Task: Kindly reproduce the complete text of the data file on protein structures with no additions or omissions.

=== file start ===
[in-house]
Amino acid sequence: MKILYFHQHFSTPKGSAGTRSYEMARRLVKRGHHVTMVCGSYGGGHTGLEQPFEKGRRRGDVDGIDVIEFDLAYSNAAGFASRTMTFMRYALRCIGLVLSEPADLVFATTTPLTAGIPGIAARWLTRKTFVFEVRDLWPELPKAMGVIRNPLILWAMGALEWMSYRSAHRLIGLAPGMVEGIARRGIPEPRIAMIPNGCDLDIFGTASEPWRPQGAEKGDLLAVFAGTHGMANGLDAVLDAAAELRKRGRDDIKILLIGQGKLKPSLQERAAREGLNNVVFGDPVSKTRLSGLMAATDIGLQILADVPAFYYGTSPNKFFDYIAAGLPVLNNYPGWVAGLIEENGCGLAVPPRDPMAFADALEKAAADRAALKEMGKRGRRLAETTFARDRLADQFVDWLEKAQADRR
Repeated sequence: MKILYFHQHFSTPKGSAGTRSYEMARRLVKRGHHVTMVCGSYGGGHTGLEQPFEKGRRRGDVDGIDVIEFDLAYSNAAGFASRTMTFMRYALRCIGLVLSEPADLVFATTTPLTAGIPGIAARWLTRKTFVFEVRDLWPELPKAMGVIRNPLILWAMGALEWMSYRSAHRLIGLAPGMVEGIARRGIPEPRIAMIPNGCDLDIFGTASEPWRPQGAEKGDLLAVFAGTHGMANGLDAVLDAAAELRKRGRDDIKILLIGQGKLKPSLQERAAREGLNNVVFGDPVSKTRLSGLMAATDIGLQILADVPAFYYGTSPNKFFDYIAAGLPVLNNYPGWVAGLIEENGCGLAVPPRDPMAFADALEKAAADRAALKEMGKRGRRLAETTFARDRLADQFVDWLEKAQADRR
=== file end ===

[in-house]
Amino acid sequence: MKILYFHQHFSTPKGSAGTRSYEMARRLVKRGHHVTMVCGSYGGGHTGLEQPFEKGRRRGDVDGIDVIEFDLAYSNAAGFASRTMTFMRYALRCIGLVLSEPADLVFATTTPLTAGIPGIAARWLTRKTFVFEVRDLWPELPKAMGVIRNPLILWAMGALEWMSYRSAHRLIGLAPGMVEGIARRGIPEPRIAMIPNGCDLDIFGTASEPWRPQGAEKGDLLAVFAGTHGMANGLDAVLDAAAELRKRGRDDIKILLIGQGKLKPSLQERAAREGLNNVVFGDPVSKTRLSGLMAATDIGLQILADVPAFYYGTSPNKFFDYIAAGLPVLNNYPGWVAGLIEENGCGLAVPPRDPMAFADALEKAAADRAALKEMGKRGRRLAETTFARDRLADQFVDWLEKAQADRR
Repeated sequence: MKILYFHQHFSTPKGSAGTRSYEMARRLVKRGHHVTMVCGSYGGGHTGLEQPFEKGRRRGDVDGIDVIEFDLAYSNAAGFASRTMTFMRYALRCIGLVLSEPADLVFATTTPLTAGIPGIAARWLTRKTFVFEVRDLWPELPKAMGVIRNPLILWAMGALEWMSYRSAHRLIGLAPGMVEGIARRGIPEPRIAMIPNGCDLDIFGTASEPWRPQGAEKGDLLAVFAGTHGMANGLDAVLDAAAELRKRGRDDIKILLIGQGKLKPSLQERAAREGLNNVVFGDPVSKTRLSGLMAATDIGLQILADVPAFYYGTSPNKFFDYIAAGLPVLNNYPGWVAGLIEENGCGLAVPPRDPMAFADALEKAAADRAALKEMGKRGRRLAETTFARDRLADQFVDWLEKAQADRR